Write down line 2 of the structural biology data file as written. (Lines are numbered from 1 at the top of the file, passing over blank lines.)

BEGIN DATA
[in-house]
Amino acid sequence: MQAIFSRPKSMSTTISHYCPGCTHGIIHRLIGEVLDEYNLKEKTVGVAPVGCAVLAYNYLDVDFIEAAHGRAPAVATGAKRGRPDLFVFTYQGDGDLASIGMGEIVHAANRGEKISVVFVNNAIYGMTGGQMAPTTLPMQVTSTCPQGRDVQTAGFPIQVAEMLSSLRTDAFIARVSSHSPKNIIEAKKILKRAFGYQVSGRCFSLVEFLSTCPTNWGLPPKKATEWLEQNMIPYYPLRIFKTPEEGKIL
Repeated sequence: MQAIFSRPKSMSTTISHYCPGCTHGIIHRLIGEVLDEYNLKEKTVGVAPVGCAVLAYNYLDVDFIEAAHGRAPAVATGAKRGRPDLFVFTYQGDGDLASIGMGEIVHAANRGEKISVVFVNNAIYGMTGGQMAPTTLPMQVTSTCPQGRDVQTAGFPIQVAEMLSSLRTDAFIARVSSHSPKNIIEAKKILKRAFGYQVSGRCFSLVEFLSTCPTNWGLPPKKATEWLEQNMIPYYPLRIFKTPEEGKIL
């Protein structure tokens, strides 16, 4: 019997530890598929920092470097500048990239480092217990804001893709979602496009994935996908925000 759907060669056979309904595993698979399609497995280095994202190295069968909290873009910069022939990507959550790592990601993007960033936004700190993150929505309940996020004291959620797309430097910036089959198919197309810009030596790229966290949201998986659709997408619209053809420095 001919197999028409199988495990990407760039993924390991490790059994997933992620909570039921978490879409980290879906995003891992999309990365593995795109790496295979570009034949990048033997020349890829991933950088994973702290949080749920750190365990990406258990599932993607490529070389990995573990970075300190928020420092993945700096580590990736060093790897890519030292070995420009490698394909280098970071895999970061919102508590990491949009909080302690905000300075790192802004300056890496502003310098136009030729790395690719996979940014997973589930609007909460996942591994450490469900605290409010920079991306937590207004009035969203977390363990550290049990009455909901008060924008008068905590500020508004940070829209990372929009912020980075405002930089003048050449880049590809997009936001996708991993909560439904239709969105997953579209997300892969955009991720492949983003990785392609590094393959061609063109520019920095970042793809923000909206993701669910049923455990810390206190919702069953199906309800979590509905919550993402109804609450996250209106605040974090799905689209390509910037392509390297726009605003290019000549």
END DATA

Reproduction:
Amino acid sequence: MQAIFSRPKSMSTTISHYCPGCTHGIIHRLIGEVLDEYNLKEKTVGVAPVGCAVLAYNYLDVDFIEAAHGRAPAVATGAKRGRPDLFVFTYQGDGDLASIGMGEIVHAANRGEKISVVFVNNAIYGMTGGQMAPTTLPMQVTSTCPQGRDVQTAGFPIQVAEMLSSLRTDAFIARVSSHSPKNIIEAKKILKRAFGYQVSGRCFSLVEFLSTCPTNWGLPPKKATEWLEQNMIPYYPLRIFKTPEEGKIL